Logically, we know that after contraction comes expansion. But a logical analysis does not mean that people don’t have feelings and that these don’t impact our actions or the quality of our experiences right now.
A 2009 Conference Board survey, as reported by the Wall Street Journal, stated 55% of workers are dissatisfied and unhappy with their work, and job satisfaction is at an all-time low. Workers were more dissatisfied in all categories, including interest in work and job security as well as areas typically included in employee engagement: job design, organizational health, managerial quality, and extrinsic rewards.
Companies have laid off employees. Surviving employees, while thankful for having their jobs, may also have what is called “survivor syndrome” or “survivor guilt.” In addition to that, employees may also bring their own stressors about the economy, their finances and various family concerns with them to work. This personal context can play a role in how they show up at work and their overall satisfaction.
These are ripples of change that can impact employees’ satisfaction with work. It’s quite common when companies undergo layoffs for surviving employees to need to take on more responsibility previously done by laid off employees. They may work longer hours and more weekends and can easily lead to employees feeling burned out. In some instances, productivity is negatively impacted by layoffs, too.
All this change can be stressful and cause people to feel less motivated, not fully engaged or behave cautiously at work. This might look like general apathy or flatness. Some may go through the motions without putting energy into the task. There may be more careless errors.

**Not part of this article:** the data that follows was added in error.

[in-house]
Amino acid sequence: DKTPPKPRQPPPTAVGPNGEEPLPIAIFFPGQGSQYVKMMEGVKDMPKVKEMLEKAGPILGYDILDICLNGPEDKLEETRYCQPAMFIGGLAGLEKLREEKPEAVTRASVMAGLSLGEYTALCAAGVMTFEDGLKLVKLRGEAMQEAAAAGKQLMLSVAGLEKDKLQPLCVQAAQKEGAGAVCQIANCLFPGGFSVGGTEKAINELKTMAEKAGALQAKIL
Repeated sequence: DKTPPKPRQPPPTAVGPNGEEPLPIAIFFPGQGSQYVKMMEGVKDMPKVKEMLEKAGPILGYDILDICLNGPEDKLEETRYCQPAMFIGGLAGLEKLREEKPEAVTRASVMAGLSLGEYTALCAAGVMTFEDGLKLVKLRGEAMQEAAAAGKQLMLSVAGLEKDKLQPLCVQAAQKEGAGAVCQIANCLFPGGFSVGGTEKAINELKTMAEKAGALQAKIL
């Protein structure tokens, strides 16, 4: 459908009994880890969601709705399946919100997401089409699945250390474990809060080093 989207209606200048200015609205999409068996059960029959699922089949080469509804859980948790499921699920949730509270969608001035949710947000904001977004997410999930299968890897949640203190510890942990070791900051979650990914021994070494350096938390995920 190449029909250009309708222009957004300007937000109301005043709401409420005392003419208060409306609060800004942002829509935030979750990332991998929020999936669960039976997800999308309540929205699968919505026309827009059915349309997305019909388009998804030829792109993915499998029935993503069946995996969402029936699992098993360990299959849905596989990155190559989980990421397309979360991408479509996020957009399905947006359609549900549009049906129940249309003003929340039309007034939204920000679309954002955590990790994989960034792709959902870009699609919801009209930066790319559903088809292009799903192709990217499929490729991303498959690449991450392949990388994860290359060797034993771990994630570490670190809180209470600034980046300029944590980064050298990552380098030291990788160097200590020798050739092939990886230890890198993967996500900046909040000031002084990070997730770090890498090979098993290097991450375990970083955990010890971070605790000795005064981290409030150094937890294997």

Is your company in a situation like this? Do you recognize yourself in any of this?
As a leader you have extra pressure. Employees want to be able to count on you. You know that overworked, unhappy talented employees might look to jump ship as soon as other options open up for them. And yet now more than ever, its time to energize your employees and meet performance and profitability requirements.
Leaders’ actions speak dramatically and have significantly more impact because of your role. Historically, the #1 reason employees cited dissatisfaction and left their work was related to the quality of the relationship they had with their supervisor. You can control how you are with others, regardless of the external challenges. People matter. Relationships matter even more.
Following are six ways you can attend to getting the job done while personally demonstrating you care in a genuine and compassionate manner.
- Be visible. Schedule time to get out of your office and walk around. Circulate in different areas. Say ‘hello’ to people. Be accessible.
- Your presence is important. Look at people and smile. Notice them. See them. Make an effort to have a personal connection with them, even if it is for a moment in the hallway.
- Take time to empathize. When people talk, listen and acknowledge not only what they are saying, but how they are feeling. Most people aren’t asking for you to solve their problems, but to see and hear them. Listening to employees’ issues doesn’t mean you own their problem.
- Sort through employees’ concerns and help them prioritize, if appropriate. Be available to help coach them through this process. Not only will it be useful in the short term but it teaches them a valuable skill they can use in the long term.
- Communicate so employees can trust you. Be honest and forthright in sharing information. Be crystal clear about your expectations. Even when things are not settled its better to acknowledge this and tell people you don’t know—and you will be sharing when more information becomes available.
- When you are making changes, involve employees in recasting new processes, shifting roles or figuring things out. Be grateful for everyone’s efforts and talents. Recognize the hard work that has been done, and speak confidently about together being able to meet the challenges.
As the late, great Jim Rohn said, “Don’t wish it were easier, wish you were better.”